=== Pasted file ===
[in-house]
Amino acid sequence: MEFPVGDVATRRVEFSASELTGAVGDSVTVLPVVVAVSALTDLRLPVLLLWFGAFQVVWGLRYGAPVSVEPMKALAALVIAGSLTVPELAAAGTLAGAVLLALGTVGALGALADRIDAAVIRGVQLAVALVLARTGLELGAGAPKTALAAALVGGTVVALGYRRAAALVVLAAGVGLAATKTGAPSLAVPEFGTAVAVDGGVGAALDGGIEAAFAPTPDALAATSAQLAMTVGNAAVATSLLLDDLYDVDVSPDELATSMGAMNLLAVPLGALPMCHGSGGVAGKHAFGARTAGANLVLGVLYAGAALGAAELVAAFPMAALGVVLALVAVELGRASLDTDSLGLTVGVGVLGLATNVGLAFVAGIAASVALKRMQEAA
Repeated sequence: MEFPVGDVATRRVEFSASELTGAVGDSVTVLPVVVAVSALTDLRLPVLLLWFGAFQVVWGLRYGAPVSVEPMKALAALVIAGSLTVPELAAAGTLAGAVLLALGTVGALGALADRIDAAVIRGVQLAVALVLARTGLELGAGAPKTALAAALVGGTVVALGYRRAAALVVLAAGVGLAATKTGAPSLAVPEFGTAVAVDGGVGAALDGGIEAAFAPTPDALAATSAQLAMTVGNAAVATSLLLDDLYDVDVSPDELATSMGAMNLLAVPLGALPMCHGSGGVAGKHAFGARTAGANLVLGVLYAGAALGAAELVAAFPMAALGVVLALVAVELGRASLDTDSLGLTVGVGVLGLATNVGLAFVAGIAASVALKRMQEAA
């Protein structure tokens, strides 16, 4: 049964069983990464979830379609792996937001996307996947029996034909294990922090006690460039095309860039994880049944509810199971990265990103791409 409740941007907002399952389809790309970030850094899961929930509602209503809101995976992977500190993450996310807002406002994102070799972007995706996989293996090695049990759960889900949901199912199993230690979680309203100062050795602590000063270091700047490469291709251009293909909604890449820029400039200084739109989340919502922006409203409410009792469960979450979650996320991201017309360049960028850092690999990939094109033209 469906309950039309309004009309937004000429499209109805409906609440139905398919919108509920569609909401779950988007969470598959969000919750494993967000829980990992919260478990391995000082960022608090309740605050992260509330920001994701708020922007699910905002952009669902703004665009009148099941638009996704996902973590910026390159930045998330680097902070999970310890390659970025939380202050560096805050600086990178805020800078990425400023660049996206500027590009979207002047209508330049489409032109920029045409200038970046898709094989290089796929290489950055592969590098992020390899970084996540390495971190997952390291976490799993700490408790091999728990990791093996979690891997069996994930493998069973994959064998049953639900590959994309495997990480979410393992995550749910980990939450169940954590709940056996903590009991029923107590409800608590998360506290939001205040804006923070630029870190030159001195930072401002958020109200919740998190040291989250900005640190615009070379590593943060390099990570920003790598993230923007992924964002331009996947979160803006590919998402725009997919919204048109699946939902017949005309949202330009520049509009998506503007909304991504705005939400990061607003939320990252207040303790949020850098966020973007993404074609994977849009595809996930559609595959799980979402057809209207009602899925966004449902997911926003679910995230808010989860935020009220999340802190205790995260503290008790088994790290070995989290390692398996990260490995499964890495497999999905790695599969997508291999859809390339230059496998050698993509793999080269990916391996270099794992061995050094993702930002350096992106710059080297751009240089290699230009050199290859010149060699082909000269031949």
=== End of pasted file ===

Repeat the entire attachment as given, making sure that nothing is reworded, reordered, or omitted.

[in-house]
Amino acid sequence: MEFPVGDVATRRVEFSASELTGAVGDSVTVLPVVVAVSALTDLRLPVLLLWFGAFQVVWGLRYGAPVSVEPMKALAALVIAGSLTVPELAAAGTLAGAVLLALGTVGALGALADRIDAAVIRGVQLAVALVLARTGLELGAGAPKTALAAALVGGTVVALGYRRAAALVVLAAGVGLAATKTGAPSLAVPEFGTAVAVDGGVGAALDGGIEAAFAPTPDALAATSAQLAMTVGNAAVATSLLLDDLYDVDVSPDELATSMGAMNLLAVPLGALPMCHGSGGVAGKHAFGARTAGANLVLGVLYAGAALGAAELVAAFPMAALGVVLALVAVELGRASLDTDSLGLTVGVGVLGLATNVGLAFVAGIAASVALKRMQEAA
Repeated sequence: MEFPVGDVATRRVEFSASELTGAVGDSVTVLPVVVAVSALTDLRLPVLLLWFGAFQVVWGLRYGAPVSVEPMKALAALVIAGSLTVPELAAAGTLAGAVLLALGTVGALGALADRIDAAVIRGVQLAVALVLARTGLELGAGAPKTALAAALVGGTVVALGYRRAAALVVLAAGVGLAATKTGAPSLAVPEFGTAVAVDGGVGAALDGGIEAAFAPTPDALAATSAQLAMTVGNAAVATSLLLDDLYDVDVSPDELATSMGAMNLLAVPLGALPMCHGSGGVAGKHAFGARTAGANLVLGVLYAGAALGAAELVAAFPMAALGVVLALVAVELGRASLDTDSLGLTVGVGVLGLATNVGLAFVAGIAASVALKRMQEAA
């Protein structure tokens, strides 16, 4: 049964069983990464979830379609792996937001996307996947029996034909294990922090006690460039095309860039994880049944509810199971990265990103791409 409740941007907002399952389809790309970030850094899961929930509602209503809101995976992977500190993450996310807002406002994102070799972007995706996989293996090695049990759960889900949901199912199993230690979680309203100062050795602590000063270091700047490469291709251009293909909604890449820029400039200084739109989340919502922006409203409410009792469960979450979650996320991201017309360049960028850092690999990939094109033209 469906309950039309309004009309937004000429499209109805409906609440139905398919919108509920569609909401779950988007969470598959969000919750494993967000829980990992919260478990391995000082960022608090309740605050992260509330920001994701708020922007699910905002952009669902703004665009009148099941638009996704996902973590910026390159930045998330680097902070999970310890390659970025939380202050560096805050600086990178805020800078990425400023660049996206500027590009979207002047209508330049489409032109920029045409200038970046898709094989290089796929290489950055592969590098992020390899970084996540390495971190997952390291976490799993700490408790091999728990990791093996979690891997069996994930493998069973994959064998049953639900590959994309495997990480979410393992995550749910980990939450169940954590709940056996903590009991029923107590409800608590998360506290939001205040804006923070630029870190030159001195930072401002958020109200919740998190040291989250900005640190615009070379590593943060390099990570920003790598993230923007992924964002331009996947979160803006590919998402725009997919919204048109699946939902017949005309949202330009520049509009998506503007909304991504705005939400990061607003939320990252207040303790949020850098966020973007993404074609994977849009595809996930559609595959799980979402057809209207009602899925966004449902997911926003679910995230808010989860935020009220999340802190205790995260503290008790088994790290070995989290390692398996990260490995499964890495497999999905790695599969997508291999859809390339230059496998050698993509793999080269990916391996270099794992061995050094993702930002350096992106710059080297751009240089290699230009050199290859010149060699082909000269031949």